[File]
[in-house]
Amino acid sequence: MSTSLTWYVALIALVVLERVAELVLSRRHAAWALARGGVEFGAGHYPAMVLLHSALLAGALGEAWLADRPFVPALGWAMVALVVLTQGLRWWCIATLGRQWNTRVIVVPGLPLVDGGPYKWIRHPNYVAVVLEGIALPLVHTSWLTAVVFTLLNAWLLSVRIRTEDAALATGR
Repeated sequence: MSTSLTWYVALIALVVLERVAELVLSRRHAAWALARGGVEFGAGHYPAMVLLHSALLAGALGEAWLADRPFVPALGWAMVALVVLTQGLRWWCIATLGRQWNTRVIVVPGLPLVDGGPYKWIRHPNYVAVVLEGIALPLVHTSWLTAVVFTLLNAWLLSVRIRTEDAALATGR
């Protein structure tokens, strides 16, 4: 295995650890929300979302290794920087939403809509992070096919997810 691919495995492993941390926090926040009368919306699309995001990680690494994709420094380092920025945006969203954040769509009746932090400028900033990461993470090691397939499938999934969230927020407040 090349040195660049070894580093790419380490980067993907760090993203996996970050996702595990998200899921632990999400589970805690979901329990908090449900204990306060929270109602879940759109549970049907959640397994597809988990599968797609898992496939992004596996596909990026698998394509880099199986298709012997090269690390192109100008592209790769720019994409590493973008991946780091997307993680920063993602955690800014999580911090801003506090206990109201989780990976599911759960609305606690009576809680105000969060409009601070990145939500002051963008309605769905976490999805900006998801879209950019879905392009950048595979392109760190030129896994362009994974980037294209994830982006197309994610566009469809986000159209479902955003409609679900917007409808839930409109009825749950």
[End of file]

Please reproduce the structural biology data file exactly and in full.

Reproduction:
[in-house]
Amino acid sequence: MSTSLTWYVALIALVVLERVAELVLSRRHAAWALARGGVEFGAGHYPAMVLLHSALLAGALGEAWLADRPFVPALGWAMVALVVLTQGLRWWCIATLGRQWNTRVIVVPGLPLVDGGPYKWIRHPNYVAVVLEGIALPLVHTSWLTAVVFTLLNAWLLSVRIRTEDAALATGR
Repeated sequence: MSTSLTWYVALIALVVLERVAELVLSRRHAAWALARGGVEFGAGHYPAMVLLHSALLAGALGEAWLADRPFVPALGWAMVALVVLTQGLRWWCIATLGRQWNTRVIVVPGLPLVDGGPYKWIRHPNYVAVVLEGIALPLVHTSWLTAVVFTLLNAWLLSVRIRTEDAALATGR
């Protein structure tokens, strides 16, 4: 295995650890929300979302290794920087939403809509992070096919997810 691919495995492993941390926090926040009368919306699309995001990680690494994709420094380092920025945006969203954040769509009746932090400028900033990461993470090691397939499938999934969230927020407040 090349040195660049070894580093790419380490980067993907760090993203996996970050996702595990998200899921632990999400589970805690979901329990908090449900204990306060929270109602879940759109549970049907959640397994597809988990599968797609898992496939992004596996596909990026698998394509880099199986298709012997090269690390192109100008592209790769720019994409590493973008991946780091997307993680920063993602955690800014999580911090801003506090206990109201989780990976599911759960609305606690009576809680105000969060409009601070990145939500002051963008309605769905976490999805900006998801879209950019879905392009950048595979392109760190030129896994362009994974980037294209994830982006197309994610566009469809986000159209479902955003409609679900917007409808839930409109009825749950």